These new tactics were also helped by advances in the sniper rifle itself. By 1914, the bolt-action rifle had been perfected, and came equipped with a five or 10-round magazine. The ammunition used was of a much smaller caliber than bullets from the 19th Century, and had a much higher velocity. The new rounds were also propelled by smokeless powder, which allowed the sniper to hide much more effectively.
During the early part of the First World War, Germany led the way in terms of rifle scopes. Long a leader in optical technology, the Kaiser’s generals put 25,000 scoped rifles in the hands of their best shooters. These men would go on to inflict tremendous damage on allied armies. Forced to play catch-up when it entered the war in 1917, the United States responded by deploying the x6 magnification Warner and Swasey scope, mounted on a .30-06 M1903 Springfield rifle. This weapon could be clumsy in the field, and certainly looked strange, but was effective.
World War Two saw further developments in rifle and scope technology. The important role of the sniper was recognized, and marksmen’s rifles were made rugged enough to stand up to lengthy field deployment. The magnification of the optical systems used on the weapons also gradually increased, from the 2.5x magnification Lyman Alaskan, mounted on the standard .30-06 M1 Garand rifle, to the huge 10x magnification achieved by the Unertl scope, still mounted on the First World War-era M1903 Springfield rifle.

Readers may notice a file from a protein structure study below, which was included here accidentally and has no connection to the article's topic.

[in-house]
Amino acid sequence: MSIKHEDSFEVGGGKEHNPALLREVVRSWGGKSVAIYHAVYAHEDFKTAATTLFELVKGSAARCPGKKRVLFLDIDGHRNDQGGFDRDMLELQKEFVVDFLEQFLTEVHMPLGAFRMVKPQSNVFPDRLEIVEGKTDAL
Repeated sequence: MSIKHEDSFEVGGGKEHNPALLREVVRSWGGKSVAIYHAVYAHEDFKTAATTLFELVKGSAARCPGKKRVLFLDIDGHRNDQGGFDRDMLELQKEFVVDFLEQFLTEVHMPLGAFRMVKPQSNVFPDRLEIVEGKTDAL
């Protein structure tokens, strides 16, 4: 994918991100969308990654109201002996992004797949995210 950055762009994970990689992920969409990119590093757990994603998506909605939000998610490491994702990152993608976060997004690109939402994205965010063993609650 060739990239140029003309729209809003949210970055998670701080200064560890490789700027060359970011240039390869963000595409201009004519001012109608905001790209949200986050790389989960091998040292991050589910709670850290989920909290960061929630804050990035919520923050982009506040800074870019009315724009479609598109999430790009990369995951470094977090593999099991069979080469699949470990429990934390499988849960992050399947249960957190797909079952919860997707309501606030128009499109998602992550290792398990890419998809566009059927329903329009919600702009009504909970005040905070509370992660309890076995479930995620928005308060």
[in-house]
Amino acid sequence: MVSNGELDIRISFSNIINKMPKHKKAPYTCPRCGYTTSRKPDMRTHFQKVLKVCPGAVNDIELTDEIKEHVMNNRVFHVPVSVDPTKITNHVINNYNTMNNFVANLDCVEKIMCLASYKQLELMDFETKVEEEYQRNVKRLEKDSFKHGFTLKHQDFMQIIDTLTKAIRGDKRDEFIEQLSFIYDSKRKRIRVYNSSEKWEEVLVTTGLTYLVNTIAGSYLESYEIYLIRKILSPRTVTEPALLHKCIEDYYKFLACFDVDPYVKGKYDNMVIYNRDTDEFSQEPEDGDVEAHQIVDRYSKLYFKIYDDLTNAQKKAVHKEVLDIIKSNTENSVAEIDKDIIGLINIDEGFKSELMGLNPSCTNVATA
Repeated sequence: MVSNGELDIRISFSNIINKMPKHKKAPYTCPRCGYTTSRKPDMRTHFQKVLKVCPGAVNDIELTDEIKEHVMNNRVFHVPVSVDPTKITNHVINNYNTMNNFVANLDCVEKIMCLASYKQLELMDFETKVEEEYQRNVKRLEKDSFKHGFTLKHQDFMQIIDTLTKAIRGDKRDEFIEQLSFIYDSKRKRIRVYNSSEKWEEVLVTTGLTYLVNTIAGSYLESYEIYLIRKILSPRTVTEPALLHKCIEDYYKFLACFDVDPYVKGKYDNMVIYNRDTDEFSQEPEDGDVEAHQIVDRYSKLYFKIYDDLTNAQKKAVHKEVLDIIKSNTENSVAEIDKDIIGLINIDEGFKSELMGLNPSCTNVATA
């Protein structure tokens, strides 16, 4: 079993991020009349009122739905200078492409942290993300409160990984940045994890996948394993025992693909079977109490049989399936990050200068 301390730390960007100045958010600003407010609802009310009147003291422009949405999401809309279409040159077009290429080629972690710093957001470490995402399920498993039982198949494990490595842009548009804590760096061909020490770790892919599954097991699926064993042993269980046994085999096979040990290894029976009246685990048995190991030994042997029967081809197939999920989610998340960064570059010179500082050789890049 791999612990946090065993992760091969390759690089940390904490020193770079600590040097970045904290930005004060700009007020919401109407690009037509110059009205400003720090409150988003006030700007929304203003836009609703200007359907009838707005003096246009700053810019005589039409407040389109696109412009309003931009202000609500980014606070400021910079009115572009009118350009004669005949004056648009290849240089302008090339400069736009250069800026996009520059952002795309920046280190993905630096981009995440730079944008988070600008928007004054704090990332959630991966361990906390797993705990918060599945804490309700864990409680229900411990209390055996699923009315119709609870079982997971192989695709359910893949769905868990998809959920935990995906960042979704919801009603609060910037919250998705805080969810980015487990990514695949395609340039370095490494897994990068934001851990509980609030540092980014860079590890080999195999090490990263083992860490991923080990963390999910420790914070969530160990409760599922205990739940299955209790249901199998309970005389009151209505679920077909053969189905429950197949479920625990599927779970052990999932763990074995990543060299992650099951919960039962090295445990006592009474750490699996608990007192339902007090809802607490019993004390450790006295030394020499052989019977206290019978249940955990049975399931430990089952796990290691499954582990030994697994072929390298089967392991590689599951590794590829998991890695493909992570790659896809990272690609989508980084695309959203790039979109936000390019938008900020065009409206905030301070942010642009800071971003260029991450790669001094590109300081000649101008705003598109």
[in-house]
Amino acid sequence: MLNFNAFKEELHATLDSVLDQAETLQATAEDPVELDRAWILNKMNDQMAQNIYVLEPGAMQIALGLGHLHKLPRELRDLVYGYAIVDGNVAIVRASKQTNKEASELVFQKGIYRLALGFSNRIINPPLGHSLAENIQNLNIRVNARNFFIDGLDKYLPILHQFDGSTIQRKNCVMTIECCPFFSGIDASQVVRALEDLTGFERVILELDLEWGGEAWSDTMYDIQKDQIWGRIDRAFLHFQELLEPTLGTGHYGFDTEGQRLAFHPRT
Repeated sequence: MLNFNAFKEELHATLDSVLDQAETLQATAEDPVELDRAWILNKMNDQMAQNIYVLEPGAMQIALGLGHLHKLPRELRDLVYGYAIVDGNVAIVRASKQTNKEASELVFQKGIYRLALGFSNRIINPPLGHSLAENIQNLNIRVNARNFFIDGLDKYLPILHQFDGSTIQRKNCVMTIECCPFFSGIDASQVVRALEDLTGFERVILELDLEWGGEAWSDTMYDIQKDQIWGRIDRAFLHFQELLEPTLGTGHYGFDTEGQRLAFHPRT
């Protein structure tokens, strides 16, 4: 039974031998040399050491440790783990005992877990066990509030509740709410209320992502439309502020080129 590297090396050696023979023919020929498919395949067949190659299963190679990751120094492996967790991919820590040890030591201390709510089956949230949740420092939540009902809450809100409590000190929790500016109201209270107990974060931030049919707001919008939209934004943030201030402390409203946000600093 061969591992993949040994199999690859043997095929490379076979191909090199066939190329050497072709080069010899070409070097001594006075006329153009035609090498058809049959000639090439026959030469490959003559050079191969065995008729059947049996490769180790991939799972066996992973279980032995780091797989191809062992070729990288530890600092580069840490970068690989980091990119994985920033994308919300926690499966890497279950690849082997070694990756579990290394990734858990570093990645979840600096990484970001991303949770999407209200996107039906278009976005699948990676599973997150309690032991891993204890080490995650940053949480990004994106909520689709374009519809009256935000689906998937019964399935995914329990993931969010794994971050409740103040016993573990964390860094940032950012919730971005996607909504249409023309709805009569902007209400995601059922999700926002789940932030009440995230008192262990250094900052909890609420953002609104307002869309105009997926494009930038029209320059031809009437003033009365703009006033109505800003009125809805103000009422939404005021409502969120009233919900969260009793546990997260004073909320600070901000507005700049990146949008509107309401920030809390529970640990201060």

Vietnam to Today
From 1945 onwards, the sniper was recognized as an increasingly important part of modern infantry warfare. Though during the Korean War the role of the sniper was overshadowed by huge deployments of small arms and artillery, it was in Vietnam that the sniper rifle really came into its own.
The primary sniper rifle used during the Vietnam War was actually a product of improvisation. Legendary scout sniper Carlos Hathcock mounted a basic scope onto his M2 .50 calibre heavy machine gun, and used it as a sniper rifle. Though not designed with sniping in mind, the weapon proved very effective. In fact, Hathcock used this DIY arrangement to make what was then the longest recorded kill by any infantry soldier, at 2,286 meters, and this record was to stand for many years.
The army eventually realized the value of the M2 when used as a sniper rifle, and in 1990 purchased the .50 calibre BMG M82 Barrett for use in this role. This weapon proved so effective that it was later standardized as the M107.
In recent years, sniper rifles have evolved again, so that today specialized calibres and high-tech optics are increasingly standard for snipers. Optical systems are one of the major areas of development in modern rifles, and the average U.S. Army sniper today will make use of laser range finders, bipods, high-magnification scopes, and night-vision have to make kills at extreme ranges and in very difficult conditions.
Though each development in technology has improved the sniper’s effectiveness, practice and skill remain the most important factor in combat efficacy. Fancy technology can never replace the experience of a good marksman.
Sam Bocetta is a writer at Gun News Daily where he covers US gun news and reviews the latest firearm products and gear.